Zofran (ondansetron) has often been used to combat nausea during pregnancy. It has never been approved by the FDA for that indication, but clinical experience has not supported an association with pregnancy-related risks – for example, a recent systematic review and meta-analysis concluded that use of ondansetron during pregnancy was associated with a reduced incidence of miscarriage but “was not associated with abnormal pregnancy outcomes,” including a variety of birth defects. Nevertheless, plaintiffs have alleged that Zofran causes birth defects and that the warnings accompanying the drug should have said so. Those claims were dismissed in 2021 when the district court held them preempted, and the First Circuit recently affirmed that decision in In re Zofran (Ondansetron) Products Liability Litigation, — F.4th —, 2023 WL 128570 (1st Cir. Jan. 9, 2023).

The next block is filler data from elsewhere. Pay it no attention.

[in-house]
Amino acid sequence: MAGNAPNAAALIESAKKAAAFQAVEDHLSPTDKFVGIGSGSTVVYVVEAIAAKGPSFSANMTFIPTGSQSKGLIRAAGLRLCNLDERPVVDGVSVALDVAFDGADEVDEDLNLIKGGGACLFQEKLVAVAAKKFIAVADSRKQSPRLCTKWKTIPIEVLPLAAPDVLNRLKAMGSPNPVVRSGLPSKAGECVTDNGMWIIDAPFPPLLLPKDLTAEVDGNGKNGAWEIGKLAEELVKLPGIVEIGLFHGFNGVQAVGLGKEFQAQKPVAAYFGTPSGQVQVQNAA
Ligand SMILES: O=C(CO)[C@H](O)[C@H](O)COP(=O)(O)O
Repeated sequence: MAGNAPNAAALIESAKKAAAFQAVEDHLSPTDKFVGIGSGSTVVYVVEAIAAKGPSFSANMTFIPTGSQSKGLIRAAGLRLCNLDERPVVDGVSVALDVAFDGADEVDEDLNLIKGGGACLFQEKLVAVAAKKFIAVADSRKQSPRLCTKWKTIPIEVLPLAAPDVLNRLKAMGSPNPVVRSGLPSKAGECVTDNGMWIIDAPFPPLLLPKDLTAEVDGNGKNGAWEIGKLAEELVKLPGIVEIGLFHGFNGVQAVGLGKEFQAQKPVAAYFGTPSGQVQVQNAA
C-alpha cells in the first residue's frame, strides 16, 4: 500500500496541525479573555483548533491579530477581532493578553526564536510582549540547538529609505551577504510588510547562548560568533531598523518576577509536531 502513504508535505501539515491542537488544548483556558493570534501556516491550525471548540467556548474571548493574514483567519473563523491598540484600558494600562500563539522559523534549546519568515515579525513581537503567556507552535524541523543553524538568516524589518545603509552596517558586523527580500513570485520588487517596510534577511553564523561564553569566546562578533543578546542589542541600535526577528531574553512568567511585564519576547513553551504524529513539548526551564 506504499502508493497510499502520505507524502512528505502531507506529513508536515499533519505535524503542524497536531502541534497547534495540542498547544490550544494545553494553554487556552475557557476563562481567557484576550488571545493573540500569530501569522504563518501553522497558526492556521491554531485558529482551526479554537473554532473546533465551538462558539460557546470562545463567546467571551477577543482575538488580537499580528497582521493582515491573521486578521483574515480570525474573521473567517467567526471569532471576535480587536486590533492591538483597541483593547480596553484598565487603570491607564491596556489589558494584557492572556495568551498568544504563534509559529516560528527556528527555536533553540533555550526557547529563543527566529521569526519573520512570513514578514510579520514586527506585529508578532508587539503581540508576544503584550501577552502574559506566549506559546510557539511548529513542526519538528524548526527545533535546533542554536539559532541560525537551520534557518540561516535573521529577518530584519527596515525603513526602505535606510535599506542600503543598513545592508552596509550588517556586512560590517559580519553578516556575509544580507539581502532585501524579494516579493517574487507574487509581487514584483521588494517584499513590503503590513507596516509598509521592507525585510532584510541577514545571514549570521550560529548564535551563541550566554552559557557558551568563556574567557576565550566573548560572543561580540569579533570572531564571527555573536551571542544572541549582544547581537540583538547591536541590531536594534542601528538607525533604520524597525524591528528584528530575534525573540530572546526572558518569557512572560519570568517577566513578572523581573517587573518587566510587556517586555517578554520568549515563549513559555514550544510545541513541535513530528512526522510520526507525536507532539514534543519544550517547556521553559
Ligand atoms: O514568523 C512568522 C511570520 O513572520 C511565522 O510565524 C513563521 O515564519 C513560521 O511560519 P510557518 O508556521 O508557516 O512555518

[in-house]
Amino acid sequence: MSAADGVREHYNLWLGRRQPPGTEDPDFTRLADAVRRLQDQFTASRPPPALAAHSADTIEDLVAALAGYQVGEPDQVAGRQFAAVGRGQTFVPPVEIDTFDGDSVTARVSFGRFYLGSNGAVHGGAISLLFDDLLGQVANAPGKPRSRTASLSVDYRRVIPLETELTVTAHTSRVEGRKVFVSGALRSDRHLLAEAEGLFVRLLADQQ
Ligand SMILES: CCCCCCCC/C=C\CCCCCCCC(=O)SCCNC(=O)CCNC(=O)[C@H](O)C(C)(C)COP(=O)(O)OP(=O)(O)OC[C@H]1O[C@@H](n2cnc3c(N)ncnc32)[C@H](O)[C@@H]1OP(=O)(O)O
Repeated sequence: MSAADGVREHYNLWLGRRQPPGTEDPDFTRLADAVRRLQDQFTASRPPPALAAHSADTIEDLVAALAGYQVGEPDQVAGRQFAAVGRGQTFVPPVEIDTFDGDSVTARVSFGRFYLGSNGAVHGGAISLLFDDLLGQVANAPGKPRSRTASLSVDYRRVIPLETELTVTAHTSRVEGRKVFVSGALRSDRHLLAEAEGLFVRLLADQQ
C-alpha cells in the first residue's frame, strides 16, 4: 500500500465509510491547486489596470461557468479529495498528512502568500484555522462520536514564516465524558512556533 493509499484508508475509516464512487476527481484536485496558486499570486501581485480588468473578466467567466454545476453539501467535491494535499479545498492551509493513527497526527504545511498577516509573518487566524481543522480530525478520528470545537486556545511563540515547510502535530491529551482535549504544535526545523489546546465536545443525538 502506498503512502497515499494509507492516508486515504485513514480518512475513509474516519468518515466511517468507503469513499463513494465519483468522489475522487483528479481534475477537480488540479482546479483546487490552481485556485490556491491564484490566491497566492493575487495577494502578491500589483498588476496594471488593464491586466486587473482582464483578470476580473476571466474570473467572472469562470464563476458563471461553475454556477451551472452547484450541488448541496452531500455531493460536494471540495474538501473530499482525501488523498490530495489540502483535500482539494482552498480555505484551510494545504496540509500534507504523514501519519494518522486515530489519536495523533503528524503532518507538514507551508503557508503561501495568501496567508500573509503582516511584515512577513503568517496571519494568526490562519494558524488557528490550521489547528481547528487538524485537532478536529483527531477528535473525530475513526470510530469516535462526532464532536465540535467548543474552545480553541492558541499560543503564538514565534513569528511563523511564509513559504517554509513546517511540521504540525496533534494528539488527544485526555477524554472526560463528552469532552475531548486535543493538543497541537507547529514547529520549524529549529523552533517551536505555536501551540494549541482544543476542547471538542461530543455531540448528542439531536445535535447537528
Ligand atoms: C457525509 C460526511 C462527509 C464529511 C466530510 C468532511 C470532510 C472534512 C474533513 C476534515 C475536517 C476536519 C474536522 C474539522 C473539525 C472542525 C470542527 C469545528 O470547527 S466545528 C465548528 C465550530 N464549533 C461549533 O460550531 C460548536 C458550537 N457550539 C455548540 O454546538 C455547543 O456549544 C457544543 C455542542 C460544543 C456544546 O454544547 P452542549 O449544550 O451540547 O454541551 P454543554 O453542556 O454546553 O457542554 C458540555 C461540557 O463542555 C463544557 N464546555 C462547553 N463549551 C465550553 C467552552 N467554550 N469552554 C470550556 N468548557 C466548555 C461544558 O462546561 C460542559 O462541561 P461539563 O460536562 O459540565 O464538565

Plaintiffs in the Zofran MDL alleged, among other things, that the defendants failed to warn of birth defects observed in certain animal studies. Because such claims implicate the warnings accompanying an FDA-approved drug, they are preempted unless the manufacturer could have unilaterally amended the label through the Changes Being Effected (CBE) regulation. The CBE regulation permits a manufacturer to amend a product’s labeling without prior FDA approval “to reflect newly acquired information” and thereby “add or strengthen” the warnings where there is “evidence of a causal association” between the drug and the subject on which the warnings are being amended.